I read this and feel joy and relief.  Surely Rachel Carson would be happy because of the hundreds of robins gathered in my trees.  Then I went about my day quietly aware I had not been outside as much. I had not savored the robins.  I told myself I would go out the next day.  

Day 4:  I knew the masses were AWOL even before daybreak. The enormous chorus in the trees was replaced by a lone wren singing around the boundary of my house. Something sent the robins away.  Possibly the overnight rain and cooler temperatures prompted their travels onward.  Five remain hopping about my back yard while the wren sang for over an hour, announcing I imagined to the bird world that our feeders were again available and free.

Although robins do not eat bird seed, their presence had caused the relocation of chickadees, finches, nuthatches, titmice, cardinals and sparrows. Even the squirrels and one lone blue jay had evacuated our yard to where I've wondered all week. I have felt such joy in robin's presence while simultaneously longing for the other birds.

I never dreamed the robins would leave overnight. Or maybe I did.  Was this why I was quietly mindful yesterday that I had not been outside as much though I had the time?

I knew they would eventually leave but not last night.  How often does someone or something leave our life or an experience pass and we wish for one moment more to savor or say something unsaid.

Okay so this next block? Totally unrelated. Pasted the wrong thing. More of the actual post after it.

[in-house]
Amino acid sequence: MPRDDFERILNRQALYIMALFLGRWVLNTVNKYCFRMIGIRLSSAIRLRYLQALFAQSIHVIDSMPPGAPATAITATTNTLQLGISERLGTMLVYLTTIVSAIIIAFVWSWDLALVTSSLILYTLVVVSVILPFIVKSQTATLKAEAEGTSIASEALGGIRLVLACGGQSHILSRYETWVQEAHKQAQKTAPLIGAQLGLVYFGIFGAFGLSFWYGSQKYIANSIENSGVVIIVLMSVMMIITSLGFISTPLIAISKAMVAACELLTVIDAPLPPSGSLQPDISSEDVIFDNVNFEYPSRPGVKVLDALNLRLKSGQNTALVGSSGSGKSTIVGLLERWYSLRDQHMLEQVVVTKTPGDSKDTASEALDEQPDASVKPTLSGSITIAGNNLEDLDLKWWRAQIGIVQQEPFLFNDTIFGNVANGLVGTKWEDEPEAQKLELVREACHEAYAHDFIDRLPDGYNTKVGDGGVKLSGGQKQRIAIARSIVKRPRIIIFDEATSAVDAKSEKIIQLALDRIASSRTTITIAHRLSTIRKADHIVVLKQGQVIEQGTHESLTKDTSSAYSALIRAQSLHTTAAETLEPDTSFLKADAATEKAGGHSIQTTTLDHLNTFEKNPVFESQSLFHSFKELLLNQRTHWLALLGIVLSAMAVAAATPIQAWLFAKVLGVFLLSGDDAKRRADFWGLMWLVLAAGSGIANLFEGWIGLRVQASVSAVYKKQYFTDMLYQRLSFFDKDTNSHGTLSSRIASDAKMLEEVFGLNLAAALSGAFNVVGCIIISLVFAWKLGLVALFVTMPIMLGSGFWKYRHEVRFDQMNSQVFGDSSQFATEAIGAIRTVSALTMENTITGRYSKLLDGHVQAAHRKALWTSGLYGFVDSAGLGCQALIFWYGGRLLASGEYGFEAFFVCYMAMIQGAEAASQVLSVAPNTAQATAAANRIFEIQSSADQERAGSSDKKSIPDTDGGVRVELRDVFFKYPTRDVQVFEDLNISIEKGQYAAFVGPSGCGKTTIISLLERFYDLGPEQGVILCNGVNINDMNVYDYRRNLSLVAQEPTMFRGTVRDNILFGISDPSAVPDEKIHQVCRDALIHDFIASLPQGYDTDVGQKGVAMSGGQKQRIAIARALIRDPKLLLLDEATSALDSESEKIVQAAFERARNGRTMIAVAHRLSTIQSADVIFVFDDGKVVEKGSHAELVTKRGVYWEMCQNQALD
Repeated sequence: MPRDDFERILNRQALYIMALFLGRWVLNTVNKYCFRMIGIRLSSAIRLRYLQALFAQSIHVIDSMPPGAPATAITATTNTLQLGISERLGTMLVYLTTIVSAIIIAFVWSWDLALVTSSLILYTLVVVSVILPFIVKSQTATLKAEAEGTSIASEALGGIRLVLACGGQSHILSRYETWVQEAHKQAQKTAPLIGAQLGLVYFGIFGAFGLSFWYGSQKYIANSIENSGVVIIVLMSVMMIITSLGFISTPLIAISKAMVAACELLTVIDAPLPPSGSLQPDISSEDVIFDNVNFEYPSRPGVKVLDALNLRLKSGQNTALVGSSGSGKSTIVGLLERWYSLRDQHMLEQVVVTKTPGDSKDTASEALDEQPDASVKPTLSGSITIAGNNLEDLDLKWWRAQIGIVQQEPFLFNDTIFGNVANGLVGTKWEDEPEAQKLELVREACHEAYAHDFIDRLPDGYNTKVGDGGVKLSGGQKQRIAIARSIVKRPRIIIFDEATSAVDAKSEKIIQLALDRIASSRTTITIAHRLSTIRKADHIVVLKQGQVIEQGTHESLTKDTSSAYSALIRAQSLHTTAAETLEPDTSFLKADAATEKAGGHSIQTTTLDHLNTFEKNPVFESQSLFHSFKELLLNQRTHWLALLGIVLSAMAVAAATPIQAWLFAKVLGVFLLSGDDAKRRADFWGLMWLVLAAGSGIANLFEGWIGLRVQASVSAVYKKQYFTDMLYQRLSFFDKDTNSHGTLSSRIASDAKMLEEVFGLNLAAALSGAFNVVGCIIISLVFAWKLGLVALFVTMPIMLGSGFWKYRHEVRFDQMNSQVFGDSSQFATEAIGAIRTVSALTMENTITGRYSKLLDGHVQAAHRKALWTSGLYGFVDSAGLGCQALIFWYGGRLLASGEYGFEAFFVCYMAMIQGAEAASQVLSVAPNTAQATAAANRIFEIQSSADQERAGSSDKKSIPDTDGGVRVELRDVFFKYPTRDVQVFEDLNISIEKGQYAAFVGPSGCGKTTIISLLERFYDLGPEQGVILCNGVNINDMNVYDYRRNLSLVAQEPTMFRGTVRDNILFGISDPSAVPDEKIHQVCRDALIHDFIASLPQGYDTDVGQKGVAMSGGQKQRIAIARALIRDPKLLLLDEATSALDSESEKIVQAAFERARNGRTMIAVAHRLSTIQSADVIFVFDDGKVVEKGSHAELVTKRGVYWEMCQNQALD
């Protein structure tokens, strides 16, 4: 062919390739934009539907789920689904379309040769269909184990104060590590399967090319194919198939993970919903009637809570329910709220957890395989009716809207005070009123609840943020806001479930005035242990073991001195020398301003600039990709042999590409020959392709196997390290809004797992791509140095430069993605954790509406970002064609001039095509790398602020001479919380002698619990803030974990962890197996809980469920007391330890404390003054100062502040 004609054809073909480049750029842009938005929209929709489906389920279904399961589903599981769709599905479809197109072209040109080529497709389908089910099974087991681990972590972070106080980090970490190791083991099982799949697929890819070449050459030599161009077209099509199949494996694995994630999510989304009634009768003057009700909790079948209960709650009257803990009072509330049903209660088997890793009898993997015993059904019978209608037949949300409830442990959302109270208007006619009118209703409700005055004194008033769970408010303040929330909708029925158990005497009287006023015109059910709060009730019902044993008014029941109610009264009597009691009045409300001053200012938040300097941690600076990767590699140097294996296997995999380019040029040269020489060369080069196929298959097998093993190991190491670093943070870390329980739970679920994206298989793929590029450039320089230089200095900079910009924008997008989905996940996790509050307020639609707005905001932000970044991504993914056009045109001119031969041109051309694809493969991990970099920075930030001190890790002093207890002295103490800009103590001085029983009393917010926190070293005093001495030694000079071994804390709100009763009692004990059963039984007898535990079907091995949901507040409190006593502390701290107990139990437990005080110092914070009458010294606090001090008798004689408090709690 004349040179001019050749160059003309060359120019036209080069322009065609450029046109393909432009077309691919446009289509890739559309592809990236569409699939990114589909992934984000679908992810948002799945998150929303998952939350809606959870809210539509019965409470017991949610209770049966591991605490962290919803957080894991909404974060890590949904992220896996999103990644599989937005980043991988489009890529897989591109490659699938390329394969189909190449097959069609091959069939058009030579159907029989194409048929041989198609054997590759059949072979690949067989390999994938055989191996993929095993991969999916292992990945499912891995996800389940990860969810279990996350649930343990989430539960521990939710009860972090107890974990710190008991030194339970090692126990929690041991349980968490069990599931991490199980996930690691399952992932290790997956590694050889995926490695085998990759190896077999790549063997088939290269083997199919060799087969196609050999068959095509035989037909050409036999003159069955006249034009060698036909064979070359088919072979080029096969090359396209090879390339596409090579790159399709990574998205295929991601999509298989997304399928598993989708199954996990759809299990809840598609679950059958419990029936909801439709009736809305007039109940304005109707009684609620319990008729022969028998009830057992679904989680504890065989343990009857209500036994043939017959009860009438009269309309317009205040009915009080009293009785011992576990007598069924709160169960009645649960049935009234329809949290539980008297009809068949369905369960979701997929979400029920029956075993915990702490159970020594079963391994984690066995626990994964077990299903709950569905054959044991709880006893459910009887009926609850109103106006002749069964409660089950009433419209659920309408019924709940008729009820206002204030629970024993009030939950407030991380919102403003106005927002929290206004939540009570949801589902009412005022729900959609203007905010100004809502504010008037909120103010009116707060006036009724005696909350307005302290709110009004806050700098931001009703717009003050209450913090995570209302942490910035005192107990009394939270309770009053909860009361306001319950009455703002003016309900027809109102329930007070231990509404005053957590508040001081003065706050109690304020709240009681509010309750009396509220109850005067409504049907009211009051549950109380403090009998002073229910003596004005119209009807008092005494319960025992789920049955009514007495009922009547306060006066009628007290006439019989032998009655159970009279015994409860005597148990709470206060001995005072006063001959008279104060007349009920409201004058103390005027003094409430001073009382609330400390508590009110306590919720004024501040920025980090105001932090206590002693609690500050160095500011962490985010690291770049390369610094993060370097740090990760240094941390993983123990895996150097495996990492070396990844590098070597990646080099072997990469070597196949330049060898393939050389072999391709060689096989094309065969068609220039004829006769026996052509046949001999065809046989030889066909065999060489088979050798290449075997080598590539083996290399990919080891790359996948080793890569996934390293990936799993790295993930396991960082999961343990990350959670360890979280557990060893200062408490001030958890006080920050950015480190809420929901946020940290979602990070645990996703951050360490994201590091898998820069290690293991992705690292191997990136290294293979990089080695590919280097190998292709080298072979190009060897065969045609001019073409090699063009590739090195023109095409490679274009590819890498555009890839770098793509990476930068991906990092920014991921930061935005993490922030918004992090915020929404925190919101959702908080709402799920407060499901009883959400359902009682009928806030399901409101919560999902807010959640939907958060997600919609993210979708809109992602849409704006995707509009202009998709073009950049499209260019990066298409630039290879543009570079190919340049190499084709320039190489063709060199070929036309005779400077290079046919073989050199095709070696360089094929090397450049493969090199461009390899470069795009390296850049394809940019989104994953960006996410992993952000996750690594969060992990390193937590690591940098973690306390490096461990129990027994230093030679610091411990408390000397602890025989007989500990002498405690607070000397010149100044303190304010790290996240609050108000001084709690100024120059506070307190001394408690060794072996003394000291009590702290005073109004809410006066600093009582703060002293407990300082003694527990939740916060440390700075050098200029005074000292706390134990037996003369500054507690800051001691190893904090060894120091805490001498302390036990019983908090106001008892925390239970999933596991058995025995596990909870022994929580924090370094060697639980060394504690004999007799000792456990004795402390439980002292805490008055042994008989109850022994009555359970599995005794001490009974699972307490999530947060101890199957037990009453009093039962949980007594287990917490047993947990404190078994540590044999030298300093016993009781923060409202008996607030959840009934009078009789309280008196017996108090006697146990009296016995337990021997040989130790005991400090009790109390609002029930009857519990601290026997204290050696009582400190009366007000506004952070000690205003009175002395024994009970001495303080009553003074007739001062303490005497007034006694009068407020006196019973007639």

An hour into Day 4: As I lay down my pen, five brown and rust robin bodies bob about the yard. Their up and down reminds me of  rigs seeking oil from Mother Earth except the robins are seeking earthworms.

Worms! That's it! How did I forget the night crawlers?

Watching the robins this morning bob about my yard, I suddenly remember last summers long, hot drought causing our yard to be so hard. Watching the robins come up empty beaked day after day prompted me to invest in night crawlers. I repeatedly bought three containers at a time that I would keep refrigerated. 

Each day I would offer up 2-3 of the largest worms to the family that had been born in the shrub by my back door now growing up all around my house.  Not wanting to make the feeding easy (or in tea party terms be seen as giving hand-outs ... and I'm not a tea party-er), I would cover the worms in dirt.

Whereas some people check their phones repeatedly, I checked my yard. I walked to the windows and I walked to the door most often finding an adult robin with a worm half her size hanging from her beak, being chased by youngsters that would gradually be fed the night crawler.